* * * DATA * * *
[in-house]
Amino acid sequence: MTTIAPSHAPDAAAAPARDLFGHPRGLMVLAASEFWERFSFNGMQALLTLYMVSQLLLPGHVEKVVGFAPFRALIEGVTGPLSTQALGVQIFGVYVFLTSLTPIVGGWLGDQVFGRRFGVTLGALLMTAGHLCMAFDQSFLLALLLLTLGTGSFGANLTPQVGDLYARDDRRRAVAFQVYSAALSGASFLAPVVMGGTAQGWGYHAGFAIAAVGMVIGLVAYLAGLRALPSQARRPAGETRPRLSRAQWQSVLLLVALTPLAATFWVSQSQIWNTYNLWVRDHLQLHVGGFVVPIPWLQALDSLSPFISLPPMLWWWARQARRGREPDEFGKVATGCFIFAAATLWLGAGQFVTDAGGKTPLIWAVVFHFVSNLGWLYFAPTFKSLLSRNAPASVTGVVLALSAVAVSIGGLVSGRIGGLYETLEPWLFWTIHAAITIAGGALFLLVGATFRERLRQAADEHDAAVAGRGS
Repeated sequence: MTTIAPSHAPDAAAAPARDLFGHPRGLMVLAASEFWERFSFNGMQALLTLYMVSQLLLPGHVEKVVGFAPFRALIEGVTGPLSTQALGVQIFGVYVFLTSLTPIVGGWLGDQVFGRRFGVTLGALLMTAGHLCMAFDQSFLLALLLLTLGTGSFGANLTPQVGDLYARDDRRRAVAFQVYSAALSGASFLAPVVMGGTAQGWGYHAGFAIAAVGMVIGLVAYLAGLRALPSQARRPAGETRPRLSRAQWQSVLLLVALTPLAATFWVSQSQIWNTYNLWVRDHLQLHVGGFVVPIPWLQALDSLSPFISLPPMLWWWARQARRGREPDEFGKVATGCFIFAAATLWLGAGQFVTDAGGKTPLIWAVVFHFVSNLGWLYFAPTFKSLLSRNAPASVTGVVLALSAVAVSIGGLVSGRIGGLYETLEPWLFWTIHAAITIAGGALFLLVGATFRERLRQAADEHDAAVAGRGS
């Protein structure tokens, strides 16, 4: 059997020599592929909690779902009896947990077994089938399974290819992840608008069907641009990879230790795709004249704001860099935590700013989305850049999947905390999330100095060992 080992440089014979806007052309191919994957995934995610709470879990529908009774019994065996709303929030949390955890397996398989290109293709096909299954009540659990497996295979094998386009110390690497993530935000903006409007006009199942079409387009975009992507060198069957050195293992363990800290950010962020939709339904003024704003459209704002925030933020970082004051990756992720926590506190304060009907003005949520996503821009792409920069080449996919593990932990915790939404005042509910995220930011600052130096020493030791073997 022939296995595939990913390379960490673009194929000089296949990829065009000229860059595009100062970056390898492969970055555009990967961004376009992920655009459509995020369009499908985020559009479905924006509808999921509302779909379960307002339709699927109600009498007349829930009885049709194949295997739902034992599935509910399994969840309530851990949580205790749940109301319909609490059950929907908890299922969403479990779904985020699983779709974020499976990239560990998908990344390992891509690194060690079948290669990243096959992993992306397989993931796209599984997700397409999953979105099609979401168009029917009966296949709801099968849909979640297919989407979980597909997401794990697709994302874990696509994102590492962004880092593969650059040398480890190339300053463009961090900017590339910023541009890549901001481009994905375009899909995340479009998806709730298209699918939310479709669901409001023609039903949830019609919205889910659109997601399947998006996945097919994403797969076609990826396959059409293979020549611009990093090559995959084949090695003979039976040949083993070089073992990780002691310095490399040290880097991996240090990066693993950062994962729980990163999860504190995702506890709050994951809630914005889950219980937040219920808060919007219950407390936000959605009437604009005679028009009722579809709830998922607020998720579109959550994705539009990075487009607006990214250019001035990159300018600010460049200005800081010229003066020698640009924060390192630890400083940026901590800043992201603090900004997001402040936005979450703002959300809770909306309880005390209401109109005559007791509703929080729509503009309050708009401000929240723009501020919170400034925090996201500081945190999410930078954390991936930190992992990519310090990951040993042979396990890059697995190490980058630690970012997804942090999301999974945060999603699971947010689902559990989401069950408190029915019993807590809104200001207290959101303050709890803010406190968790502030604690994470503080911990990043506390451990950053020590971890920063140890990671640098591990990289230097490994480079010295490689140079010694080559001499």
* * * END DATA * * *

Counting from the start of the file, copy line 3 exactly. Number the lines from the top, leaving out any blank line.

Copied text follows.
Repeated sequence: MTTIAPSHAPDAAAAPARDLFGHPRGLMVLAASEFWERFSFNGMQALLTLYMVSQLLLPGHVEKVVGFAPFRALIEGVTGPLSTQALGVQIFGVYVFLTSLTPIVGGWLGDQVFGRRFGVTLGALLMTAGHLCMAFDQSFLLALLLLTLGTGSFGANLTPQVGDLYARDDRRRAVAFQVYSAALSGASFLAPVVMGGTAQGWGYHAGFAIAAVGMVIGLVAYLAGLRALPSQARRPAGETRPRLSRAQWQSVLLLVALTPLAATFWVSQSQIWNTYNLWVRDHLQLHVGGFVVPIPWLQALDSLSPFISLPPMLWWWARQARRGREPDEFGKVATGCFIFAAATLWLGAGQFVTDAGGKTPLIWAVVFHFVSNLGWLYFAPTFKSLLSRNAPASVTGVVLALSAVAVSIGGLVSGRIGGLYETLEPWLFWTIHAAITIAGGALFLLVGATFRERLRQAADEHDAAVAGRGS